Panasonic Loses 20% of Its Value

on Nov 1, 2012

The share price of Panasonic (TYO:6752), Japan’s second-biggest TV maker, plummeted by the daily limit in today’s Tokyo trading session after the company forecasted a loss of ¥765 billion (£5.93 billion) for the Japanese fiscal year ending 31 March. The new forecast is thirty times below analysts’ expectations and is the result of numerous restructuring costs and falling demand.

“It’s unfortunate, but we are among the losers in consumer electronics,” Kazuhiro Tsuga, who became president this year, told a news conference.
The stock dropped by 19.46 percent to a closing price of ¥414 as investors went into an expected panic sell-off. The impending second-highest loss for Panasonic in its entire history prompted the company to announce it won’t be paying dividends for the first time since 1950 because of an “urgent need” to improve its financial standing.

“There’s no sign declines in sales of audiovisual and communication products such as TVs and smartphones will stop,” wrote Shiro Mikoshiba, an analyst at Nomura Holdings Inc, in a report released following the earnings announcement “Whether the company’s transformation can be carried out with a soft landing is becoming more uncertain.”
!m[“We Are Among The Losers In Consumer Electronics” CEO Kazuhiro Tsuga](/uploads/story/695/thumbs/pic1_inline.png)Panasonic, with a current market capitalization of about £7.9 billion, reduced its workforce by an estimated 39,000 jobs or 11 percent, which amounts to almost double of what Sony and Sharp combined shed. Despite the massive dismissals, the TV maker remains the third-largest Japanese employer with estimated 321,896 workers on its payroll as of 30 September, trailing behind Toyota Motor’s 328,762 and Hitachi’s 327,325. Most analysts agree Panasonic still has a lot of “fat” to cut in order to get back in shape.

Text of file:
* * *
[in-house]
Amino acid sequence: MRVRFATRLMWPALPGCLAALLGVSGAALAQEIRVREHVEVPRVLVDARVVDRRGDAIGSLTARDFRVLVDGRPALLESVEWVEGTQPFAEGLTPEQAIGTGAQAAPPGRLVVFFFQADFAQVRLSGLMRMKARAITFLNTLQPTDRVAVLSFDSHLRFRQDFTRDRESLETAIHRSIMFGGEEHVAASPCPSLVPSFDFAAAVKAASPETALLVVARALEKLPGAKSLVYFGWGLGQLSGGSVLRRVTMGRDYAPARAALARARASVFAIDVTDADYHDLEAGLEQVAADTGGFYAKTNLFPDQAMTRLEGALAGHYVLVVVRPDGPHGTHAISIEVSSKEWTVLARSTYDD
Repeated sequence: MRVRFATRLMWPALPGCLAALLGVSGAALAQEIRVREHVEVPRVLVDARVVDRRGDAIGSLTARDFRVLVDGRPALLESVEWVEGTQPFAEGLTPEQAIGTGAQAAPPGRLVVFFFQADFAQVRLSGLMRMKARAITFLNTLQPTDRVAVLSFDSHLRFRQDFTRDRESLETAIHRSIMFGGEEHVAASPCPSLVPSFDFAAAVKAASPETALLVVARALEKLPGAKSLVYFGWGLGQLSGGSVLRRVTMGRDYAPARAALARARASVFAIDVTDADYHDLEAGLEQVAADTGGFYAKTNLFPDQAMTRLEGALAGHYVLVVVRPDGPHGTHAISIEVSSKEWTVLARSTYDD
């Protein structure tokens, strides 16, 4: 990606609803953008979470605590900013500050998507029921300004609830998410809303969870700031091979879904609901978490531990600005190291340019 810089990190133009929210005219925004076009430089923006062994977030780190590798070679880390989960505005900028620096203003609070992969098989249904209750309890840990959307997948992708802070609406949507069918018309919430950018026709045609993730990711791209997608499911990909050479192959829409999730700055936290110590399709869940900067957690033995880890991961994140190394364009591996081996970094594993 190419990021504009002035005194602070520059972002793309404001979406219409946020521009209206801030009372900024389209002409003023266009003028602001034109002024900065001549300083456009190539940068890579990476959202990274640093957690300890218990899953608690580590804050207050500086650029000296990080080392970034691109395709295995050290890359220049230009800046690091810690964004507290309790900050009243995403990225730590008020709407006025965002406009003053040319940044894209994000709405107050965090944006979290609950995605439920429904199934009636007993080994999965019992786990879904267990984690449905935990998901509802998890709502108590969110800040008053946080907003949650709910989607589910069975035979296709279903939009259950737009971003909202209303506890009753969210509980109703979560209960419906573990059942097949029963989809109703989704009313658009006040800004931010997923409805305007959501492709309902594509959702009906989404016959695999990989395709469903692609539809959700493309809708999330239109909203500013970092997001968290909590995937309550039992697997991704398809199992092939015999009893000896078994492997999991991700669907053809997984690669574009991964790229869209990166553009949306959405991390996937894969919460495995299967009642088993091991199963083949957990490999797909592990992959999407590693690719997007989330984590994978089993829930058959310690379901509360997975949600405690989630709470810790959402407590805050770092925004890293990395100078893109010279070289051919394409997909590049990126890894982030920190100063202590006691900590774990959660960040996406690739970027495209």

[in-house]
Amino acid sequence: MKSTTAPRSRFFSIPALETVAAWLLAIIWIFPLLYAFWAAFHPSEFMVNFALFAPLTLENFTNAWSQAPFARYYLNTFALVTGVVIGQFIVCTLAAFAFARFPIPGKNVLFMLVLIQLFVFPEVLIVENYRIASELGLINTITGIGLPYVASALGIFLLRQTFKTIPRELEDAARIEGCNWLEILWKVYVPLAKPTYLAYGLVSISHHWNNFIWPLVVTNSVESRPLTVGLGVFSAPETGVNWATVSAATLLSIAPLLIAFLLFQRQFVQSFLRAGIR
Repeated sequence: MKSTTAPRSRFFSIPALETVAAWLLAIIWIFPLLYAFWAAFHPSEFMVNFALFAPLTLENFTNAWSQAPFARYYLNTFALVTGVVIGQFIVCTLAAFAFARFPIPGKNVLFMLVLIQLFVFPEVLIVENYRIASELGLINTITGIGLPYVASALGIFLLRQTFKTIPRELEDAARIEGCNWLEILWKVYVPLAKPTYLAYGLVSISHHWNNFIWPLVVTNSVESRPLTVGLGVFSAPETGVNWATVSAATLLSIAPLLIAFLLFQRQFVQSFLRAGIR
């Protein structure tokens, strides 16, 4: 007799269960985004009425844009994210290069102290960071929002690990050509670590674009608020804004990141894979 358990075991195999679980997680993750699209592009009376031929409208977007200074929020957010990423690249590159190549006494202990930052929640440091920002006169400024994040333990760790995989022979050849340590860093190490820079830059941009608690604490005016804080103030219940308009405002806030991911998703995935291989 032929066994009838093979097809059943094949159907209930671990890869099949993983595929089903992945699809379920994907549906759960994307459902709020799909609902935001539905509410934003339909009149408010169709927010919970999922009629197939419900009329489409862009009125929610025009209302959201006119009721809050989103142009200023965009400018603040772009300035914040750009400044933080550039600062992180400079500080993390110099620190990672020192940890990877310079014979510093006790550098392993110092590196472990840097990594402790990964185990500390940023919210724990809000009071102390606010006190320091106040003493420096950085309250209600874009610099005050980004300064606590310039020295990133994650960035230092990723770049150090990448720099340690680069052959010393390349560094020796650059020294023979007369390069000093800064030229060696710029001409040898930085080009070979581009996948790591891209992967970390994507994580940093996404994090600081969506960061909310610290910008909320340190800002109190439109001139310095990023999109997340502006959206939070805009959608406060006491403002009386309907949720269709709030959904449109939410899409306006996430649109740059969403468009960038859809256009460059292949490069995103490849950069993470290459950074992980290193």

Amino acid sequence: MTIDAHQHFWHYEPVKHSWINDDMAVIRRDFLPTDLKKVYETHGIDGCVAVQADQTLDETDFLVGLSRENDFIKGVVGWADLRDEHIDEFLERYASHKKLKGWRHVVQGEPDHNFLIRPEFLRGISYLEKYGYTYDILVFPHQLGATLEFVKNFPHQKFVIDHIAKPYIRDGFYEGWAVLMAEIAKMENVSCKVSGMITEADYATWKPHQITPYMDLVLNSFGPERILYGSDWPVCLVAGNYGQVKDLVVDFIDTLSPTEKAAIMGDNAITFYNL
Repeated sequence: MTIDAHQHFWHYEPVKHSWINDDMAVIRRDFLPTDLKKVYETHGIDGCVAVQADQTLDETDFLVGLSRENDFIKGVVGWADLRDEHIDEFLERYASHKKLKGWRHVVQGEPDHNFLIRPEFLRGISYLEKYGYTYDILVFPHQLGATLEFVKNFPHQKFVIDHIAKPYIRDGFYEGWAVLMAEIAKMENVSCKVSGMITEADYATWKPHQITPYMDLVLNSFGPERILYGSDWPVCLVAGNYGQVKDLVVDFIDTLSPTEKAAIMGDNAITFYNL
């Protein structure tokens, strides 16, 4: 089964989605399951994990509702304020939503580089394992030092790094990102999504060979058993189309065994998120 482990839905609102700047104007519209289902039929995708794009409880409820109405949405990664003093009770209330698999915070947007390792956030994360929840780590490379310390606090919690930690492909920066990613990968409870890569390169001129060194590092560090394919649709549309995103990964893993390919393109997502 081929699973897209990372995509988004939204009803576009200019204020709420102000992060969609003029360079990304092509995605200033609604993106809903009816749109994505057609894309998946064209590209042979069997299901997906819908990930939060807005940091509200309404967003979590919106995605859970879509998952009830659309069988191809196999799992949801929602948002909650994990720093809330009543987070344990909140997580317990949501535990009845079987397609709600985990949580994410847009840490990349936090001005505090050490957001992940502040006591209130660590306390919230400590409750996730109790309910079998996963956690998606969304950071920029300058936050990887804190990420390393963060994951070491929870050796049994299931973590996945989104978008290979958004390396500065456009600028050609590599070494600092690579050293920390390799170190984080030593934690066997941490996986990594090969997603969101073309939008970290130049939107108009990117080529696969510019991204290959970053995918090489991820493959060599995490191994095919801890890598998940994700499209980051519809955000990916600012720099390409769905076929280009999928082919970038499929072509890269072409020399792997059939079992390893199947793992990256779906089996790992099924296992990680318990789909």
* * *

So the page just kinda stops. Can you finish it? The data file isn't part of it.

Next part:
“They have to cut, cut, cut,” said Edwin Merner, president of Atlantis Investment Research Corp. in Tokyo, as quoted by Bloomberg “They’re not doing it fast enough. You have to be lean and mean.”
“Cutting jobs would be the path the company has to take,” opined Makoto Sengoku, a Tokyo-based market analyst at Tokai Tokyo Securities Co. “It would be good if we knew that Panasonic had considered all the negative scenarios.”

The company is actively scaling back businesses that do not add to the bottom line: “We believe we have removed everything that posed a writedown risk,” commented Panasonic’s CFO Hideaki Kawai. A total of ¥238 billion in goodwill related to the mobile phone unit and the business in lithium batteries and solar panels will be written off in the second half of Japan’s fiscal year.

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Panasonic also announced plans to shrink its mobile department in Europe in the next six months. It’s the same thing the company did in 2005 when it pulled out of Europe sometime during that year and just returned to market its mobile phones there in early spring of 2012. The approach taken by Mr Tsuga is the opposite of what Sony (TYO:6758) plans to do, which is to double down on consumer electronics and push harder into the mobile devices market.

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